Advances in Animal and Veterinary Sciences
Regulatory T Cells in Avian Species
Ramesh Kumar Selvaraj*, Revathi Shanmugasundaram
*Department of Animal Sciences, Ohio Agricultural Research and Development Center, Wooster, OH 44691. USA
*Corresponding author: email@example.com
The immune system protects the host from foreign pathogens while avoiding damage towards self–antigens. T regulatory cells (Tregs), a subset of T cells, specialize in immune suppression. A host immune response is a result of interplay between different components of the immune system. Interplay between Tregs and other components of the immune system will determine whether the outcome will be a persistent infection or successful pathogen clearance. Avian Tregs are characterized by the presence of both CD4 and CD25. Avian CD4+ and CD25+ cells produce high amounts of IL–10 and lack IL–2 mRNA; and suppress T cell proliferation in vitro through both contact–dependent and independent pathways. Avian Treg properties and numbers are influenced by infections and inflammatory status of the bird. Compared to mammals, avian Treg research is still in early stages of reseearch and, thus, extensive characterization of avian Tregs is required. In mammals, Treg–targeted therapy is applied for numerous situations, e.g. infections, tumors, autoimmune diseases, sepsis, shock, and vaccine. Similar to mammals, avian diseases will benefit from Treg–targeted therapy.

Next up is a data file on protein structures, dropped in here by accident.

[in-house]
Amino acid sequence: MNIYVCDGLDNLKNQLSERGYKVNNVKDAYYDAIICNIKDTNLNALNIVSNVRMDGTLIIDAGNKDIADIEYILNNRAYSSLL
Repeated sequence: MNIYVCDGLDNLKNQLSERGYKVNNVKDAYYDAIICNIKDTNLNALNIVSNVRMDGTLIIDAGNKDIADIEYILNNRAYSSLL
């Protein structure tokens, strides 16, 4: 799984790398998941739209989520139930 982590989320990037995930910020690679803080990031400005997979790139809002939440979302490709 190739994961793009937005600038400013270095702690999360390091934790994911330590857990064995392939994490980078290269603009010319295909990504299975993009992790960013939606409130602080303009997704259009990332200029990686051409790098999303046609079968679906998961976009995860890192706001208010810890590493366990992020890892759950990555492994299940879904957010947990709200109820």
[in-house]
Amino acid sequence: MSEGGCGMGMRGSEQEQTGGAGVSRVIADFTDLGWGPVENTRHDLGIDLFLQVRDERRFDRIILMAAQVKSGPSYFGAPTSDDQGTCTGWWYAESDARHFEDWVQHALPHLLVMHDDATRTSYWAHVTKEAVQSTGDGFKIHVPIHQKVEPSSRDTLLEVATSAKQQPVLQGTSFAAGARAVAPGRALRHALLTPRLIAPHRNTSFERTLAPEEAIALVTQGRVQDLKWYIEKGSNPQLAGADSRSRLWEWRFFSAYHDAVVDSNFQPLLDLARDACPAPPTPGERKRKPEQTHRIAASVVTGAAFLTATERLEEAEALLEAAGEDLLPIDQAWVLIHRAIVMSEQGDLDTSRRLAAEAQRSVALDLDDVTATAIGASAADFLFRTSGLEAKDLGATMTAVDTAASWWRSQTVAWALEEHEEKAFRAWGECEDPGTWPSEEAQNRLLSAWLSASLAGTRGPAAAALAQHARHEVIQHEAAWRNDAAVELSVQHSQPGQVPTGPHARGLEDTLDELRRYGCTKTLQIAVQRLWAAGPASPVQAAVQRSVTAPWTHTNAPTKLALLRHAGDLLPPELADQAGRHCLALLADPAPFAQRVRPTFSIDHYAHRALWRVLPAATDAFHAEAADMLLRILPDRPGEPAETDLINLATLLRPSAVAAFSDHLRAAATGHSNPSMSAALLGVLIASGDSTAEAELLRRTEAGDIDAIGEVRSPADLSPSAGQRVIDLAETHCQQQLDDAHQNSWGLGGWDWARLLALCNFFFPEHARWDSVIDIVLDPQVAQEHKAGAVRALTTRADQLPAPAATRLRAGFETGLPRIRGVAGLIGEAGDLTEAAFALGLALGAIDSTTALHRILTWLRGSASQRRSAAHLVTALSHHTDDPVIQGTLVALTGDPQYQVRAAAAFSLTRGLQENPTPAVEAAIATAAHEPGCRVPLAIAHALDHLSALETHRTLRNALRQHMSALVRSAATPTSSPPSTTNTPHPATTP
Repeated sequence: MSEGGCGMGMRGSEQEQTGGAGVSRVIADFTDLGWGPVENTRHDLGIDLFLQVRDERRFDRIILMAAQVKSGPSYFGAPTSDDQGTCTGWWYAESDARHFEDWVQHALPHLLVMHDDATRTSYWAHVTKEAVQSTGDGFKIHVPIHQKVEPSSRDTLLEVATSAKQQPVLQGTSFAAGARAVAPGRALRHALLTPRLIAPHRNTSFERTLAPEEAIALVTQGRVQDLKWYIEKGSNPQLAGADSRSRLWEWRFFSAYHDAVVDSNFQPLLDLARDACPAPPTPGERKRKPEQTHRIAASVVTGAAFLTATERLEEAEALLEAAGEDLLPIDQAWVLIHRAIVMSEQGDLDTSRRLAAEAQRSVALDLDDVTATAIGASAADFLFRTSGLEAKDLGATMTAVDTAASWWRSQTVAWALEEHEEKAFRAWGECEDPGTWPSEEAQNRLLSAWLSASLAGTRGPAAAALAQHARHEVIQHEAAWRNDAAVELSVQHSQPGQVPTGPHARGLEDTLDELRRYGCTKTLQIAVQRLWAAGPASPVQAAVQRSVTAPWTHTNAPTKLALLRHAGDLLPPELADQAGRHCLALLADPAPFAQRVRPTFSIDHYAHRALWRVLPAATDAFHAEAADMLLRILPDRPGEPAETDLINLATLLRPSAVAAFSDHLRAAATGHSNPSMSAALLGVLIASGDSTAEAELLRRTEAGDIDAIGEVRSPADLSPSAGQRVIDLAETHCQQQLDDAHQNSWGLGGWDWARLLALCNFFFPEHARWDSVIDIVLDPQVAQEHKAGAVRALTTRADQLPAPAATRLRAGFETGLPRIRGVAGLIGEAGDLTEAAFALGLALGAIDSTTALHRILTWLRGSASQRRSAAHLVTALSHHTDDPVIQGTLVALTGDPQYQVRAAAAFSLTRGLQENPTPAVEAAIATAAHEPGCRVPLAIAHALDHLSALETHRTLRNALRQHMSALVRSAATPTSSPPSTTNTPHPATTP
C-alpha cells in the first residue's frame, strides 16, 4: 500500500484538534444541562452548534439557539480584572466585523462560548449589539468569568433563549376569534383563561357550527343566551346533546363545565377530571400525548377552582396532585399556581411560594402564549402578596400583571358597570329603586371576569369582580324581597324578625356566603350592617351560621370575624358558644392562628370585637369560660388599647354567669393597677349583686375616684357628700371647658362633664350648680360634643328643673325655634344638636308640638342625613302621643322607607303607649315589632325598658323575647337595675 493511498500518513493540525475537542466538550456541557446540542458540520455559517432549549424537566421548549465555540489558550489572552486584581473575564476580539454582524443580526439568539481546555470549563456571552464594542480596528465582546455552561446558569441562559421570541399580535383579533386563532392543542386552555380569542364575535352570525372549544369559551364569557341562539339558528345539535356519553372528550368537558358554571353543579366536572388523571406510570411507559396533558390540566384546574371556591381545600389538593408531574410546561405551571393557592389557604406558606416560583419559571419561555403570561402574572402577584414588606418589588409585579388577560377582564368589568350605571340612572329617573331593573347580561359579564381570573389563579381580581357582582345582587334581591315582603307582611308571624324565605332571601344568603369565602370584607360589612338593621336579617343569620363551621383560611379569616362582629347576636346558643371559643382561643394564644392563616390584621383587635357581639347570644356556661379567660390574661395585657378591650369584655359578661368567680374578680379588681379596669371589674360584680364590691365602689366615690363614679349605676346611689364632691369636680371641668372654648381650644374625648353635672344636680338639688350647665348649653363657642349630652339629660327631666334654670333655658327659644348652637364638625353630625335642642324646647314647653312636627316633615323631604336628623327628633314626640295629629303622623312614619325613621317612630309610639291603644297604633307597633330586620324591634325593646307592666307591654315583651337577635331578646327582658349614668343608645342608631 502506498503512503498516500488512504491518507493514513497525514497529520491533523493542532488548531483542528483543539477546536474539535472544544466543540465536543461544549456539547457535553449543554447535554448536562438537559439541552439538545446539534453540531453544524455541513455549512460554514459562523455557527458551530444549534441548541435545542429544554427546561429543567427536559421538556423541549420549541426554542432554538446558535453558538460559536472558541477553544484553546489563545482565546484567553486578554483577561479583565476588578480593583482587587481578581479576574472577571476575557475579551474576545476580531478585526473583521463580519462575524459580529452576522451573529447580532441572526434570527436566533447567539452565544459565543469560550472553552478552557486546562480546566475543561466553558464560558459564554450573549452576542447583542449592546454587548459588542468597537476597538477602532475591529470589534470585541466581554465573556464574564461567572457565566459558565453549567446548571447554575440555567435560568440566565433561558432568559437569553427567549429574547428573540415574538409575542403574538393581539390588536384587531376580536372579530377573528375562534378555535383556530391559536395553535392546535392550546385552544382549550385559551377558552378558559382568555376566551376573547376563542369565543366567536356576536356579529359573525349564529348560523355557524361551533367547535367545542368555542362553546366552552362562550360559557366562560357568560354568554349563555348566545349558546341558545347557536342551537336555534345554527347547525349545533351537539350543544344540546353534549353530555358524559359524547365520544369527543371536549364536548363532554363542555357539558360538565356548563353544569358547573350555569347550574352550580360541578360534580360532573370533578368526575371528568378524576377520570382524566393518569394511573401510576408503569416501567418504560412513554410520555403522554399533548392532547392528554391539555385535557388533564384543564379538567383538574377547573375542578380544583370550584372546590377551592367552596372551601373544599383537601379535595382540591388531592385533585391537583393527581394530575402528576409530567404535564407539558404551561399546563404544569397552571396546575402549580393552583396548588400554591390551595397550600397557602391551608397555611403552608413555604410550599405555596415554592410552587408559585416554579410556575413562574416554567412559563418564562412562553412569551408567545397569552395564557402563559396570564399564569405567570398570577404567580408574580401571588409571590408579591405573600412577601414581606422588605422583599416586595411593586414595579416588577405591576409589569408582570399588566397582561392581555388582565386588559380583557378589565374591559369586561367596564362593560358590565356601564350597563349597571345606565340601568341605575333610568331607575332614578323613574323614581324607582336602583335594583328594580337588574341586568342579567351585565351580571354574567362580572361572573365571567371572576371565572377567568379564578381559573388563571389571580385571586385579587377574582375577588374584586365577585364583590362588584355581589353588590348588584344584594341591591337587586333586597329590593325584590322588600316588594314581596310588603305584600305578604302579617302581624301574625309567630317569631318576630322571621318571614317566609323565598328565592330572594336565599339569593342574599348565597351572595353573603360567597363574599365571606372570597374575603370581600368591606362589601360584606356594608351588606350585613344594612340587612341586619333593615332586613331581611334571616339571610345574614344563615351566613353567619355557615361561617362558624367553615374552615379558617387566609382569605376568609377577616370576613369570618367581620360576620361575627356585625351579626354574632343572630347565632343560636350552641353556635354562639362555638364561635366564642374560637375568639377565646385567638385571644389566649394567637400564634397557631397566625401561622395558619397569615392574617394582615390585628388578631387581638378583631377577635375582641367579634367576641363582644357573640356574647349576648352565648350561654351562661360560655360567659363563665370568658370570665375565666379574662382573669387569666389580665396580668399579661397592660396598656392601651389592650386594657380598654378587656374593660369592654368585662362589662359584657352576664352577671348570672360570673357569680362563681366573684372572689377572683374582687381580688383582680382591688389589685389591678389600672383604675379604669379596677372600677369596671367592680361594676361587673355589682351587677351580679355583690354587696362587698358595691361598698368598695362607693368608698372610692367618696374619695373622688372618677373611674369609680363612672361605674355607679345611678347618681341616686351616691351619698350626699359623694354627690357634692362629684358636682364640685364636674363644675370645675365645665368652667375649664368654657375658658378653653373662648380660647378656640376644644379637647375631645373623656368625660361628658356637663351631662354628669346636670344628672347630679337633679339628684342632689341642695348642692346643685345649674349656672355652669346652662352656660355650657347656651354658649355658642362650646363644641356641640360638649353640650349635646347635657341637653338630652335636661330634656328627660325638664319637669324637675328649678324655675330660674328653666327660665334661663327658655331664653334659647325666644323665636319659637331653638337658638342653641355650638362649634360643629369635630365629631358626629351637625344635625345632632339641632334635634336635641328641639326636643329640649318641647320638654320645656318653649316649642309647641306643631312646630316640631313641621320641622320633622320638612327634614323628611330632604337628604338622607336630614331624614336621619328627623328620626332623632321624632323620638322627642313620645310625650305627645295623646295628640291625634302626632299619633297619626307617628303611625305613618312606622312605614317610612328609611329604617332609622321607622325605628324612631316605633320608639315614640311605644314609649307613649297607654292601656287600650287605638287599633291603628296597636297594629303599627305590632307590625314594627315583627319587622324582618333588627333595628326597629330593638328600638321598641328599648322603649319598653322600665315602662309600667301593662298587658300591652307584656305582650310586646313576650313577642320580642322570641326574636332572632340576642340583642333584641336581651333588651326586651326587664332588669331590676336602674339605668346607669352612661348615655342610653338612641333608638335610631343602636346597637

Key Words: T regulatory cells, Avian, Immune, Immune system, IL– 10